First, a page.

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Remember the best-selling book that claimed Men are from Mars, Women are from Venus? The same might be said of patients and physicians. In a typical encounter, patients and physicians are often attuned to different types of language and agendas, says a leading researcher of medical communication.
"By virtue of their professional training, physicians generally view patients coming in and presenting with symptoms as a disease, as a pathopathology, an imbalance," says Debra L. Roter, DrPH, a professor in the department of health policy and management at the Johns Hopkins School of Public Health in Baltimore. "Physicians are trained to first look at pathophysiology. Patients live in a world that has social relations and obligations. You live the experience of a condition; it’s an illness experience."
In a detailed analysis of medical visits, Roter identified five distinct patterns of patient-physician communication: narrowly biomedical, extended biomedical, biopsychosocial, psychosocial, and consumerist. They differ significantly in who dominates the conversation verbally, who has communication control (asking questions vs. providing information), and what type of information is exchanged, Roter reported. (For more information on these types, see story, above.)
The narrowly and extended biomedical patterns which basically involve the physician asking a series of closed-ended questions and the patient providing brief answers comprise almost two-thirds of all physician-patient encounters.1 But those are the least satisfying patterns for both patients and physicians, Roter says. The most balanced pattern is biopsychosocial, which includes both psychosocial and biomedical talk and a more even exchange between physicians and patients, she says.
There’s good news for physicians who want to change their patterns: Learning new communication skills is easy and effective, Roter found. In a randomized, controlled trial with 69 primary care physicians, two four-hour training sessions resulted in significantly more problem-defining and emotion-handling skills for physicians and reduced emotional distress for patients.2
"We need to reach more physicians to raise their awareness that [improved communication] works and can make a difference in their lives," says John W. Hawks, president of COMSORT, a Baltimore-based company that develops communications workshops and workbook programs modeled after Roter’s research.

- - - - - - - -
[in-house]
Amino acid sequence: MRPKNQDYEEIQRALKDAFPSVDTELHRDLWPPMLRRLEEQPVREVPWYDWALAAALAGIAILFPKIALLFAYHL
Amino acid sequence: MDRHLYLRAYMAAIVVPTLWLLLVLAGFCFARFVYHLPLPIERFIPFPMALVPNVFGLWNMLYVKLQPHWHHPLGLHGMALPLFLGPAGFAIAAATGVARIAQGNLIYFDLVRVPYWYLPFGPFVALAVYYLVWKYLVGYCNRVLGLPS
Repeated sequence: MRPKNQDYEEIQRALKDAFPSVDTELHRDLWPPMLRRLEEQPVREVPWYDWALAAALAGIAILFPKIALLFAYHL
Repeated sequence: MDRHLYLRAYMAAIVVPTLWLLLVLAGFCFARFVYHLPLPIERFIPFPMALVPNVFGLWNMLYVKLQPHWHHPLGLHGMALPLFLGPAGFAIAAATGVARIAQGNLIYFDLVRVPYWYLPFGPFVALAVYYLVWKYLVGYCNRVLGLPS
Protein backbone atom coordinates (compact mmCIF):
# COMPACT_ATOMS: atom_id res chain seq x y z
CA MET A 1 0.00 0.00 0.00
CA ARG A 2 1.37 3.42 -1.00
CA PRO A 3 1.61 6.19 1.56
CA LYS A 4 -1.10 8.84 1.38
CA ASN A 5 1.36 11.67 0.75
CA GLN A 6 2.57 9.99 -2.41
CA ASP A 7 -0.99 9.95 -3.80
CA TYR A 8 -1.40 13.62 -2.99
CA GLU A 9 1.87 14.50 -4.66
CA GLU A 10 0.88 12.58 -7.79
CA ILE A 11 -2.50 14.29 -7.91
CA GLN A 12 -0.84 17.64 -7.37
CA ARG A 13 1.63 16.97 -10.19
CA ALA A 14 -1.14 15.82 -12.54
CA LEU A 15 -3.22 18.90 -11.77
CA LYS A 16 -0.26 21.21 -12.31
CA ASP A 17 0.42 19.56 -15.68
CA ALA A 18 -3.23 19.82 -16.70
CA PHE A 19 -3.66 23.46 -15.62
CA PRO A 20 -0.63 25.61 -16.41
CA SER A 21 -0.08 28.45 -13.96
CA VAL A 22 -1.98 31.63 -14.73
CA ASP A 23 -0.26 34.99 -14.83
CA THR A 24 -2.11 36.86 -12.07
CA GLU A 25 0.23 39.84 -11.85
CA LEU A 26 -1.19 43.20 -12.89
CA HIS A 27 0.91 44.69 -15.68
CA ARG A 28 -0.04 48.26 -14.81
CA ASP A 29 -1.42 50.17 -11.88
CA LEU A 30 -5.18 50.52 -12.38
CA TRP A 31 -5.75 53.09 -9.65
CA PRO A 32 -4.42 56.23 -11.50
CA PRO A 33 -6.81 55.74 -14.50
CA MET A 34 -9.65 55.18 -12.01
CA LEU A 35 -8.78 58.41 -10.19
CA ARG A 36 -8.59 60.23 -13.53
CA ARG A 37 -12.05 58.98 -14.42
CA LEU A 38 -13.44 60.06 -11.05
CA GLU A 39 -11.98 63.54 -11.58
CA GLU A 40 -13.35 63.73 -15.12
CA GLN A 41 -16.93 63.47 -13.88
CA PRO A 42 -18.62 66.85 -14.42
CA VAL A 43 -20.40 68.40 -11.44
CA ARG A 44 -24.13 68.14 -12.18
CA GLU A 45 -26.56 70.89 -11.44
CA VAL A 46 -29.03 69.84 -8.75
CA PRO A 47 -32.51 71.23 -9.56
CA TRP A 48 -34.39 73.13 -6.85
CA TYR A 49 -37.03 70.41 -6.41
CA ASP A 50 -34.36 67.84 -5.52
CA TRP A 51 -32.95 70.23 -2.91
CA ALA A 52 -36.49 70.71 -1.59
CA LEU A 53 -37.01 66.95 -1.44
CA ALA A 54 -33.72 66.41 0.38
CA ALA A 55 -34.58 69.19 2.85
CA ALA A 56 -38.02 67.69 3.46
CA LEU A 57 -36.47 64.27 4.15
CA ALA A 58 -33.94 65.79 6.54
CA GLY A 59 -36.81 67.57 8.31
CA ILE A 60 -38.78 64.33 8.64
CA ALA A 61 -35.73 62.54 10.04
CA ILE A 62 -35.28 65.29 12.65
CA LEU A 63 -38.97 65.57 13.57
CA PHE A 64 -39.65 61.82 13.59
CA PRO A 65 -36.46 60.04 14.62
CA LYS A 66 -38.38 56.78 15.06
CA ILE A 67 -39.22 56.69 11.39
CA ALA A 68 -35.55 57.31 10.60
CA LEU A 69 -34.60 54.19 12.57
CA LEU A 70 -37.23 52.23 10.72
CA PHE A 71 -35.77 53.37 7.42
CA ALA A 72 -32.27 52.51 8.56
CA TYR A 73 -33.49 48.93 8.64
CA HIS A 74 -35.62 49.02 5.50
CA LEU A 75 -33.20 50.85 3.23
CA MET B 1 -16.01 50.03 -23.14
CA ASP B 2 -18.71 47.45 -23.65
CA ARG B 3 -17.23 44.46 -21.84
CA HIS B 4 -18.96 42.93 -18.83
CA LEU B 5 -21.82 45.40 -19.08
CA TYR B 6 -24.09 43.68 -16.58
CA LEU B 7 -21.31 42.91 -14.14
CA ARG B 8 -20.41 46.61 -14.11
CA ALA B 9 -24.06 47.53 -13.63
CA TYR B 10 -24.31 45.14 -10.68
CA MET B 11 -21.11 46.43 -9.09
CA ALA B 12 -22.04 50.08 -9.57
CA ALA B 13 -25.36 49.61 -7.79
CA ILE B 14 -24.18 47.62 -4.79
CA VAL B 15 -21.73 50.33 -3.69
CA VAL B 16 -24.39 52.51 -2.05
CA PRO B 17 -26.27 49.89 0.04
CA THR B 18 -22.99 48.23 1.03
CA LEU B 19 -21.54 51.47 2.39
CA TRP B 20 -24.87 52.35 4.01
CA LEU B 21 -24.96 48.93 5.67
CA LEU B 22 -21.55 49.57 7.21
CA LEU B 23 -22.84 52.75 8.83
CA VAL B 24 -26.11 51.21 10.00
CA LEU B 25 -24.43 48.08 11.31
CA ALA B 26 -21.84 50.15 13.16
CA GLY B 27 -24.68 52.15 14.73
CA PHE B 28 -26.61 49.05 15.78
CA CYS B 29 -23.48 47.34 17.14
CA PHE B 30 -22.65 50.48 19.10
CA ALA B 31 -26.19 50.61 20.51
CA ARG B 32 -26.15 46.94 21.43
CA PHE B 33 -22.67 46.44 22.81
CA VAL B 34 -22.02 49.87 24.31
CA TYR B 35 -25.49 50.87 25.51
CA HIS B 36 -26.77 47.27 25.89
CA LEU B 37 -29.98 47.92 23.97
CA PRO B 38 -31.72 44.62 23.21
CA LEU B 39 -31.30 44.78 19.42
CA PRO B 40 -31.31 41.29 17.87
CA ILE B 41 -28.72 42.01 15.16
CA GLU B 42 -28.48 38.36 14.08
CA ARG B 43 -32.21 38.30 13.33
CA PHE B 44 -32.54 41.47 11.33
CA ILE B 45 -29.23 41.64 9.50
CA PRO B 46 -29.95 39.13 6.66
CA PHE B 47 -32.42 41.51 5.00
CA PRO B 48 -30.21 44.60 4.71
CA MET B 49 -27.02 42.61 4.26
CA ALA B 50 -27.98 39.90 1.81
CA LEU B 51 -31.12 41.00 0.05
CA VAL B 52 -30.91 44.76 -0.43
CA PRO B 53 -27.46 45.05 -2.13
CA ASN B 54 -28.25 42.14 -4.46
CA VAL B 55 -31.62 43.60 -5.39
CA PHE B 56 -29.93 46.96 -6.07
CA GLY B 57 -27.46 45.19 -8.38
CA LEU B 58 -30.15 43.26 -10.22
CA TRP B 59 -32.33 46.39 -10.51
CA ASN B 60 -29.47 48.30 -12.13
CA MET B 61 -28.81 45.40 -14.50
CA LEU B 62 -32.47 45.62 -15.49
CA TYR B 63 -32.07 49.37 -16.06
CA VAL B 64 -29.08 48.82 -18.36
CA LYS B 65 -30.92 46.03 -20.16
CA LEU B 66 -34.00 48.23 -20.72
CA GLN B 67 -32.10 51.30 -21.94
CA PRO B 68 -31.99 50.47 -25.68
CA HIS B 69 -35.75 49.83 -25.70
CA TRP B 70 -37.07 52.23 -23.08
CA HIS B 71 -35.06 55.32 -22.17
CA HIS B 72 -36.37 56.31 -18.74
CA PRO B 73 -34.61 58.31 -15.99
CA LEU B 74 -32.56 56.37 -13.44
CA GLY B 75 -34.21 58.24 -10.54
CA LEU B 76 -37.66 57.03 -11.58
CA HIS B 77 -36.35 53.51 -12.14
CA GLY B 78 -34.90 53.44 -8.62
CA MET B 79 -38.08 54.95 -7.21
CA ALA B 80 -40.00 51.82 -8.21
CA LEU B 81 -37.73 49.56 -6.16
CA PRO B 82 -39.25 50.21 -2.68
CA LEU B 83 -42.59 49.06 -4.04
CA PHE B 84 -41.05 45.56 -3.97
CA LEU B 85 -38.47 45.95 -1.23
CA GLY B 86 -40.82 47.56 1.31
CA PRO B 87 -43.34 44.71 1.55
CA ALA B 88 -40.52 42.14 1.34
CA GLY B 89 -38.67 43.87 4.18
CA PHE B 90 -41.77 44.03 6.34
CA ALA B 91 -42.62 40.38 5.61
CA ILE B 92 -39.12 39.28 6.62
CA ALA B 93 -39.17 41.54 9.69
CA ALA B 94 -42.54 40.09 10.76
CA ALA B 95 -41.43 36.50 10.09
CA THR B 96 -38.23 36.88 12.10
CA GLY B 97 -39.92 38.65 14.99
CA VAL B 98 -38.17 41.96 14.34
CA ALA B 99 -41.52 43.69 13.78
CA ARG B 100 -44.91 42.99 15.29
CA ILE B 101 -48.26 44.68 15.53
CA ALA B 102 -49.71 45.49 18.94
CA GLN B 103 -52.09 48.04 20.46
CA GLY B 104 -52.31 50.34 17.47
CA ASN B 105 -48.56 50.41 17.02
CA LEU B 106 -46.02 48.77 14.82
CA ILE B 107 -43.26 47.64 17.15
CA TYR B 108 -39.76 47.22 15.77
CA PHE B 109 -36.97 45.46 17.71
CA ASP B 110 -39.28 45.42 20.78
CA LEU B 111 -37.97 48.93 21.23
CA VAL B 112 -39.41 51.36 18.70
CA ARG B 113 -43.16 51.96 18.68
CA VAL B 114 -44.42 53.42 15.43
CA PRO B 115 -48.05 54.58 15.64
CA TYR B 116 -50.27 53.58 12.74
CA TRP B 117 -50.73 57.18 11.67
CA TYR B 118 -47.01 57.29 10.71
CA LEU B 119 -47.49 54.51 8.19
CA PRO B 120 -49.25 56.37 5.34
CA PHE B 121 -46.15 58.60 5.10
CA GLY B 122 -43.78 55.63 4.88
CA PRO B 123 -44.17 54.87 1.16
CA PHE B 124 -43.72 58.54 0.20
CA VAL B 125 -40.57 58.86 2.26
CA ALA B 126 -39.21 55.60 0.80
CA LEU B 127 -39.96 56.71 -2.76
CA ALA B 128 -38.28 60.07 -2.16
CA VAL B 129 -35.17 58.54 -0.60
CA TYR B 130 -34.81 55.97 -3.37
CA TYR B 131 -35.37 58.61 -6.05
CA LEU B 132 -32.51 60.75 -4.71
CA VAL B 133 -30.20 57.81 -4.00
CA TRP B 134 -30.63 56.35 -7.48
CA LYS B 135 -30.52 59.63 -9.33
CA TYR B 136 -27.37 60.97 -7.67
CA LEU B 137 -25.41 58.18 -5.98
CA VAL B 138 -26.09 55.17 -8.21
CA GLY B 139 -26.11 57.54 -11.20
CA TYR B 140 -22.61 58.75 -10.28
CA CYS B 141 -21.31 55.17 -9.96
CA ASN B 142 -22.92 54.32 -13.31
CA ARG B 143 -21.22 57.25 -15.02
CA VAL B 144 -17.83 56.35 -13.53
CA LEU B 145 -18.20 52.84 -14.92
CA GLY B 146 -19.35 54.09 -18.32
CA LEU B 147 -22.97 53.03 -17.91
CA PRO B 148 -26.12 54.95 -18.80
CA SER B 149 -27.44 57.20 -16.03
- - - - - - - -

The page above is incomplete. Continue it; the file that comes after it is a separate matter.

The first minutes of a patient interview establish the pattern used by physicians, Roter and Hawk say. When the patient begins by saying, "My throat hurts," many physicians launch into a series of closed-ended questions: How long has it hurt? Where exactly does it hurt?
Those questions often close off discussion of other perhaps more important concerns the patient has. In fact, one study found that patients were able to complete their opening statement of concerns without interruption in only one-fourth of medical visits.3
"The hardest thing to sell any physician is to let the patient talk," says Hawk. "You [should] begin the interview with letting the patient tell you completely all of their issues. Most physicians think, If I do that the patient will talk for three hours.’ The truth is, they talk for a few minutes, and they have a sense of being heard."
The critical follow-up question: "Is anything else bothering you?"
"Sometimes a sore throat is just a sore throat," says Roter. "But you have to give a patient a chance to say, Yeah, that’s it.’"
Roter’s analysis showed that biopsychosocial and psychosocial patterns of communication, with more talk about the patients emotions and social supports, are not significantly longer than the biomedical type.1 Likewise, physicians who use "problem-defining" and "emotion-handling" skills, which involve more open-ended questions, did not have significantly longer patient visits.2
"You can get much more information from a well-placed open-ended question than you can for a series of closed-ended questions," says Roter. "Closed-ended questions are used to test hypotheses. That’s fine if you’re on the right track. But if you’re not, you’re wasting your time."
Hawk advises physicians to encourage patients to air their concerns with affirming statements, such as "Yes, I see, go on," or by asking directly "Why do you think this has been happening to you?" By asking probing questions, they also may discover that treatment or medication may be impacting their social or emotional lives. For example, an older person using a diuretic may begin limiting outside activities because of a frequent need to urinate.
"Even in short workshops, physicians can learn communications skills that would move them toward the more patient-centered patterns," says Roter. "I think physicians will end up being more satisfied with their practice and their patients will benefit."
[Editor’s note: For more information on the COMSORT program, "Communication Strategies in the Medical Interview," sponsored by Pfizer pharmaceuticals company or the COMSORT workbook program, call (800) 767-2764.
A reference that provides further information on physician-patient communication: Doctors Talking With Patients: Improving Communication in Medical Visits, by Debra L. Roter and Judith A. Hall, Auburn House; Westport, CT: 1992, is available in paperback ($19.95, plus $4 shipping and handling) and hardcover ($55 plus $4 shipping and handling) from the Greenwood Publishing Group. Telephone: (800) 225-5800.]